Parliamentary discussions in the European Parliament in Strasbourg earlier this week revealed that EU politicians are still looking for common ground when it comes to the regulation of blockchain and cryptocurrencies.
As reported by Cryptonews.com, the EU is analyzing areas such as smart contracts, initial coin offerings, crypto assets in order to decide whether legislation is needed.
During the recent discussions, advocating for a laissez-faire approach to regulation were Romanian Cristian-Silviu Busoi and French Chistelle Leechavalier. The MEPs believed that blockchain technology must be given time to develop and mature before any decisions are made pertaining to regulation. Busoi, on his end, went as far as saying that regulating the industry now would certainly hamper innovation.
“The future competitiveness and capacity for innovation of European industry could be closely related to the adoption and implementation of distributed ledger technologies. Sectors such as energy, food, health, transport and manufacturing could be significantly reshaped by these emerging technologies,” Busoi said. He also added that, in his opinion, the technology of smart contracts is not mature enough to be considered legally enforceable.
Meanwhile, MEP Eva Kaili has announced “that blockchain has united this House, as all the parties in the Committee on Industry, Research and Energy (ITRE) voted in favour of the resolution under the principle of being technology neutral and innovation friendly in Europe.”
“One of the core messages of our text was to signify that the European Union aspires to become the global leader in the fourth industrial revolution,” she said.
However, MEP Miapetra Kumpula-Natri later stressed that there are “wicked problems” related to the Distributed Ledger Technology (DLT):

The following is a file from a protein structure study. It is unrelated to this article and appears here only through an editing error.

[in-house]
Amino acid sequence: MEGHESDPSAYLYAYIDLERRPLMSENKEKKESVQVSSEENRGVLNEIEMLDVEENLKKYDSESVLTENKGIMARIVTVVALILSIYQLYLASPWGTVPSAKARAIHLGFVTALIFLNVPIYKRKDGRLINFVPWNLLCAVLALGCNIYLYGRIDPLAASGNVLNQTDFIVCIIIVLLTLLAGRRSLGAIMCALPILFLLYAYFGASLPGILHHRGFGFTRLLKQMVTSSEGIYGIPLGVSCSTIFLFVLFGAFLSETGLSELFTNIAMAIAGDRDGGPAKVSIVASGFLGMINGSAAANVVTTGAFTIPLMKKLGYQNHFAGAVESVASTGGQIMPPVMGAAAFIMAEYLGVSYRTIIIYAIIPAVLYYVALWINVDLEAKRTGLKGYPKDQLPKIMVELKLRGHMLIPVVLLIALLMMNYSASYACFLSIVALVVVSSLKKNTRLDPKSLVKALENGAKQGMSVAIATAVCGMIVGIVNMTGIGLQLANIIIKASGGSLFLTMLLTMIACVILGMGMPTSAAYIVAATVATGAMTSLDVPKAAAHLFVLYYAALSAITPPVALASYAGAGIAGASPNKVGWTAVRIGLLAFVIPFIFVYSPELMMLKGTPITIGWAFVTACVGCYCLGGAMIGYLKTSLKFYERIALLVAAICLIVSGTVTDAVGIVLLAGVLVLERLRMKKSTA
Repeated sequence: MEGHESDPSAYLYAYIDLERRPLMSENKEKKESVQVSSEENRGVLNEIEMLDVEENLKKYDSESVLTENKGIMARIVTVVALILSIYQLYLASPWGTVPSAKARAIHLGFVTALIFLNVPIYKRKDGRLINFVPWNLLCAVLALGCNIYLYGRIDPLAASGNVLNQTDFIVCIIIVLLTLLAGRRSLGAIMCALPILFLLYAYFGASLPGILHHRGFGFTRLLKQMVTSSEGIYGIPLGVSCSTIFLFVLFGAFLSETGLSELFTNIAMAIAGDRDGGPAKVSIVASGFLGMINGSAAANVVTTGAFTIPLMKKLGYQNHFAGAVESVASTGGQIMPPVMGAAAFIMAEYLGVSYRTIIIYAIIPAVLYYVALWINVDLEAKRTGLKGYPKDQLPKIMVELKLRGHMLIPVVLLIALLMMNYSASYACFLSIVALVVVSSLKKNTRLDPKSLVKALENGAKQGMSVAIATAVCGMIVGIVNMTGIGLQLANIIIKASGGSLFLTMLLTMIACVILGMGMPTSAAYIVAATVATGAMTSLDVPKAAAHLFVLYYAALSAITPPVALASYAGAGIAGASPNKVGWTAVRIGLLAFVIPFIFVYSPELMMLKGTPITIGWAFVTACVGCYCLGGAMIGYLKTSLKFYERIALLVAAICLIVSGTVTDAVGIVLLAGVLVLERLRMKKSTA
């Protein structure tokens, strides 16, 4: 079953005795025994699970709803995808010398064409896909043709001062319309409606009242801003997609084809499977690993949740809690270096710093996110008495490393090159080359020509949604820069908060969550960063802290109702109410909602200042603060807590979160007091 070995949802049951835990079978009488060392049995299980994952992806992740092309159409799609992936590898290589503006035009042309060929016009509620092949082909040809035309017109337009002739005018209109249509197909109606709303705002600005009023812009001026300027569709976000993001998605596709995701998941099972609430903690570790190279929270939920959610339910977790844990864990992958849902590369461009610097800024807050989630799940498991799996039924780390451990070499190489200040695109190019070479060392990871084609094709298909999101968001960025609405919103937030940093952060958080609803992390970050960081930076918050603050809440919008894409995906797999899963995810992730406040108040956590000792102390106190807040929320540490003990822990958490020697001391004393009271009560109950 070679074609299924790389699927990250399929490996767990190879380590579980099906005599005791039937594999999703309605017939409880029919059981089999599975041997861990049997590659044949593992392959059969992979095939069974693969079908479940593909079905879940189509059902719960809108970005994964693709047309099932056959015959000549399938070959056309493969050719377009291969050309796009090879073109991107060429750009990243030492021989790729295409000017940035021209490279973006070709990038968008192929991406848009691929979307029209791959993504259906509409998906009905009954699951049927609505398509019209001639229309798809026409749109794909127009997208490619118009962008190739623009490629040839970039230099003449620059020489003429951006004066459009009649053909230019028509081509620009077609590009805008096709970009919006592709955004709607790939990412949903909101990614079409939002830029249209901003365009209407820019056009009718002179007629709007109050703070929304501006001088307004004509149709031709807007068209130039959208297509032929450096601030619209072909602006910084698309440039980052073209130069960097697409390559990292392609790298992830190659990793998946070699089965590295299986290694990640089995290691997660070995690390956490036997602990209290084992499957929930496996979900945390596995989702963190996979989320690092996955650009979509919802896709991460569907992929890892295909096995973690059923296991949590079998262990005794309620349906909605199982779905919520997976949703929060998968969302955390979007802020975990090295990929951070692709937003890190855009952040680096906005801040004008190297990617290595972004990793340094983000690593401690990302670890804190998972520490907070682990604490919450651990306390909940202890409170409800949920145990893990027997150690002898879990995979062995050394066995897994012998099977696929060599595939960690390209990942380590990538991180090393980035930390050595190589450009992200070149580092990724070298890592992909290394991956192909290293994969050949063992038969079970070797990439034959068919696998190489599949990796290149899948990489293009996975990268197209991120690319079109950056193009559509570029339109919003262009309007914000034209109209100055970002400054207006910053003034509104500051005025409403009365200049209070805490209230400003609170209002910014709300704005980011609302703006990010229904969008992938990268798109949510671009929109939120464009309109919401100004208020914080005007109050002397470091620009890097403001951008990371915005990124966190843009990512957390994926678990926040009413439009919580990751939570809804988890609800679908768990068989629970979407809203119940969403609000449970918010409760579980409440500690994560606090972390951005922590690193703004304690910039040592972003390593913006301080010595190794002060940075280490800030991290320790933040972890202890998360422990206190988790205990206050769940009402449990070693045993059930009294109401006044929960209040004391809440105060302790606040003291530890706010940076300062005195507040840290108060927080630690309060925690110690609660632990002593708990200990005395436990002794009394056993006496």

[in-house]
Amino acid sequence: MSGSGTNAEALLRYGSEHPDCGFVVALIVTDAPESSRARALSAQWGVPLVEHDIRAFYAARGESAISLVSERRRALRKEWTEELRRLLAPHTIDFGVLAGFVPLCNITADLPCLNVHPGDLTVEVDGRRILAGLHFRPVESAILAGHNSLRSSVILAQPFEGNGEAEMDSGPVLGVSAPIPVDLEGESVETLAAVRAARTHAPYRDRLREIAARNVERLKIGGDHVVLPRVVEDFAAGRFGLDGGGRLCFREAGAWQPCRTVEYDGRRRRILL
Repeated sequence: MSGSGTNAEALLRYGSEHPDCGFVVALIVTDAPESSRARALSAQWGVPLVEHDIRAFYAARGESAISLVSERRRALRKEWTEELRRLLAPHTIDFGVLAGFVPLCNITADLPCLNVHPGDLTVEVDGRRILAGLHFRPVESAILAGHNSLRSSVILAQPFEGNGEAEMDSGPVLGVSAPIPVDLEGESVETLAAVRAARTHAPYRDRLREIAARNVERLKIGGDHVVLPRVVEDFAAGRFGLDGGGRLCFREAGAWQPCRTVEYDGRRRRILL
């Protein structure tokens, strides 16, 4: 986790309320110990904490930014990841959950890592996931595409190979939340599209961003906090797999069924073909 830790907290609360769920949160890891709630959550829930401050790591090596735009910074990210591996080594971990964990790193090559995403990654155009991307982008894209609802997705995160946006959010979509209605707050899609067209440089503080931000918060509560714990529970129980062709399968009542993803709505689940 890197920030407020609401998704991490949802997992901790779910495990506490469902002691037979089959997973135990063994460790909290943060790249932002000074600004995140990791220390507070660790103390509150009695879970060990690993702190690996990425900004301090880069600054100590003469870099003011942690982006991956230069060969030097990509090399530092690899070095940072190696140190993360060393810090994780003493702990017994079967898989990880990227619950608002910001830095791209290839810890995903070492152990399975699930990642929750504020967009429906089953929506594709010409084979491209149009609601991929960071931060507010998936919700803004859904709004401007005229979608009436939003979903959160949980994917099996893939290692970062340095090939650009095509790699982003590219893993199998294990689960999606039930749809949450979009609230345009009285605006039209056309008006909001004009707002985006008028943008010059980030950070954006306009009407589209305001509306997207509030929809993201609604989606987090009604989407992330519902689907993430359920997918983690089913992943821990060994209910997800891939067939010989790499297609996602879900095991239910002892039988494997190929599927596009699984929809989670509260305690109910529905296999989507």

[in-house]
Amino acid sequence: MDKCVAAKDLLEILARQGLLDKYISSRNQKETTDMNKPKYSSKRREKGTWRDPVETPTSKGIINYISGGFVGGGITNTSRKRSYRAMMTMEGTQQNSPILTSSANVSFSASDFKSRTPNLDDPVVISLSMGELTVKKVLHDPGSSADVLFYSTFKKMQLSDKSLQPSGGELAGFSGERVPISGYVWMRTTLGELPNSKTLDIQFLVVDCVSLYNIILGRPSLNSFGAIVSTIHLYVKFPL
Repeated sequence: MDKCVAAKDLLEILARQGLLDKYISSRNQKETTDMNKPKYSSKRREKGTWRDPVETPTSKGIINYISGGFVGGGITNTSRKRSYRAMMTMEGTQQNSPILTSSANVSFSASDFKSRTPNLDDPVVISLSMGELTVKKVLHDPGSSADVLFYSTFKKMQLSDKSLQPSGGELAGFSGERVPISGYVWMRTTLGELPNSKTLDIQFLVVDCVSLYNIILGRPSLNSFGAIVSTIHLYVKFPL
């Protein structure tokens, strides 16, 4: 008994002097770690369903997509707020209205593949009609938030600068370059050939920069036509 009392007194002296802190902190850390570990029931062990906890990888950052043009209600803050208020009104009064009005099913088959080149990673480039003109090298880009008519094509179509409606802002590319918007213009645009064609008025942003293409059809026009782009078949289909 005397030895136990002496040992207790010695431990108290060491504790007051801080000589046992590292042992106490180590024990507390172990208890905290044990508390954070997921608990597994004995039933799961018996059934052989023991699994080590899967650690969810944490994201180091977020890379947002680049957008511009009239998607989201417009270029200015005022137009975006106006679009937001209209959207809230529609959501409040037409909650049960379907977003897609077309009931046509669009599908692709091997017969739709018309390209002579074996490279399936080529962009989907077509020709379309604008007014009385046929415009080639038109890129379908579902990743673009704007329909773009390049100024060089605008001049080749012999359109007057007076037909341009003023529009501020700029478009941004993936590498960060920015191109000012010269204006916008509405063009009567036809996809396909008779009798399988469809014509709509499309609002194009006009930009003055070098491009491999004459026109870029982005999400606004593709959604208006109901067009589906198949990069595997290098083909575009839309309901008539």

“Take for example trust in society.”
“How will DLT increase trust if new financial instruments based on the technology are volatile and not very transparent? Moreover, how do we ensure that core functions of society, such as taxation or prevention of crimes, can still function in a world where data is not centralised?” Kumpula-Natri said.
She added that blockchain technology developers need to answer these questions when developing the technology and applying it, “hopefully destroying some old thinking and models of the way of life today.”
Italian representative Dario Tamburrano, argued that the politicians should not “lose control” of the fledgling technology, and that it will therefore be necessary to pass legislation “in due time.”
Lithuanian representative Antanas Guoga, known as Tony G by poker players, on his end said that politicians will have to “live with” the fact that they may not have “much say” over the development of cryptocurrencies. Actions taken by EU politicians may, in other words, not have much effect on crypto, as these projects can easily move between favourable and unfavourable jurisdictions globally.
In September, the Bank for International Settlements (BIS), sometimes referred to as the “central bank of central banks,” warned that international coordination is the only way to properly regulate the cryptocurrency market, due to the global nature of this new market.
Despite the diverse range of opinions that exists when it comes to crypto regulations among EU politicians, Digital Single
Commissioner Andrus Ansip said he was pleased to see that the EU Commission was engaged with the development of the technology, saying about blockchain that it “cannot be overlooked.”